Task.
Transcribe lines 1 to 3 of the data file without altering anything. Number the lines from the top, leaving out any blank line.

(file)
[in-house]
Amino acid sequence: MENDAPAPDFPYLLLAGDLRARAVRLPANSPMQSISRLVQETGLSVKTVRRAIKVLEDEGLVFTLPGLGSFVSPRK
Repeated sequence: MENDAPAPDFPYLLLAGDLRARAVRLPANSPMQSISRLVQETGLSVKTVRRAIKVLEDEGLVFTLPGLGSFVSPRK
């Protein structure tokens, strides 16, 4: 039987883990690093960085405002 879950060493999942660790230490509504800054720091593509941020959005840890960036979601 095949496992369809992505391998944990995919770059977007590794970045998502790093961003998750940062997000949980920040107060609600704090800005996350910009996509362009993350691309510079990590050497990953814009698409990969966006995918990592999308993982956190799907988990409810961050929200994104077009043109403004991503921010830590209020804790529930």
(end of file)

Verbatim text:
[in-house]
Amino acid sequence: MENDAPAPDFPYLLLAGDLRARAVRLPANSPMQSISRLVQETGLSVKTVRRAIKVLEDEGLVFTLPGLGSFVSPRK
Repeated sequence: MENDAPAPDFPYLLLAGDLRARAVRLPANSPMQSISRLVQETGLSVKTVRRAIKVLEDEGLVFTLPGLGSFVSPRK